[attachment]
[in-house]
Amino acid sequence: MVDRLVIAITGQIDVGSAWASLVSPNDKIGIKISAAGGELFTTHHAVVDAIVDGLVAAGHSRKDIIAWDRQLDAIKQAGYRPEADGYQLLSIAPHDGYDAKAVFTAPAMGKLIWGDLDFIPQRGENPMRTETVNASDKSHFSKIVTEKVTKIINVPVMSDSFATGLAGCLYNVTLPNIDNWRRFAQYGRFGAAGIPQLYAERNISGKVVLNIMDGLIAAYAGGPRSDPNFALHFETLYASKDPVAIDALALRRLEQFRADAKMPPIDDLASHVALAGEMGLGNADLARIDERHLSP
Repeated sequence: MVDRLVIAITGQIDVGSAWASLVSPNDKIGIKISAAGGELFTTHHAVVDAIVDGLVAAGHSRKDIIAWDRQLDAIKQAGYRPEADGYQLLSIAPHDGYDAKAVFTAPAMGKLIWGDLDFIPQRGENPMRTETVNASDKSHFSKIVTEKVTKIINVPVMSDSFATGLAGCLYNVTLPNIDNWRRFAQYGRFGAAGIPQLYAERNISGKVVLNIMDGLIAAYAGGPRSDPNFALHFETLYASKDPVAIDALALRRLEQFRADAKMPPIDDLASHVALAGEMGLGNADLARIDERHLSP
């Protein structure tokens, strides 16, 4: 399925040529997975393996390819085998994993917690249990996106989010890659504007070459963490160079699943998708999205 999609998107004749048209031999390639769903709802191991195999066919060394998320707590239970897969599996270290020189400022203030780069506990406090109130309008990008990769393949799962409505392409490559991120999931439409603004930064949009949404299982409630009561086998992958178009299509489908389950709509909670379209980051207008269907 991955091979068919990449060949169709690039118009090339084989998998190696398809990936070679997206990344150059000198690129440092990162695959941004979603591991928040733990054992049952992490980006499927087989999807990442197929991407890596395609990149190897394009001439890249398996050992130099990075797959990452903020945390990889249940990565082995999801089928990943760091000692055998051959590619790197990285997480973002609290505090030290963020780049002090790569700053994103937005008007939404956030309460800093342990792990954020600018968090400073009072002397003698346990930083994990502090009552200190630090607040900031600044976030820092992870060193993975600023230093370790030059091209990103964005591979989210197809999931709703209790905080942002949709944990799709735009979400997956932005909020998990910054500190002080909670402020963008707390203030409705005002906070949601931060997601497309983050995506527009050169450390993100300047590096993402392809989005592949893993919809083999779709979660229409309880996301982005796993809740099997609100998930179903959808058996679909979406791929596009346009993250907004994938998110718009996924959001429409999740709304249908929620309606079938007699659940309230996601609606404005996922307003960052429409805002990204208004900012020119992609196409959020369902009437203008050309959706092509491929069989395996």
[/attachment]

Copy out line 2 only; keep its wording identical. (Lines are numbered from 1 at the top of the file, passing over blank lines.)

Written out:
Amino acid sequence: MVDRLVIAITGQIDVGSAWASLVSPNDKIGIKISAAGGELFTTHHAVVDAIVDGLVAAGHSRKDIIAWDRQLDAIKQAGYRPEADGYQLLSIAPHDGYDAKAVFTAPAMGKLIWGDLDFIPQRGENPMRTETVNASDKSHFSKIVTEKVTKIINVPVMSDSFATGLAGCLYNVTLPNIDNWRRFAQYGRFGAAGIPQLYAERNISGKVVLNIMDGLIAAYAGGPRSDPNFALHFETLYASKDPVAIDALALRRLEQFRADAKMPPIDDLASHVALAGEMGLGNADLARIDERHLSP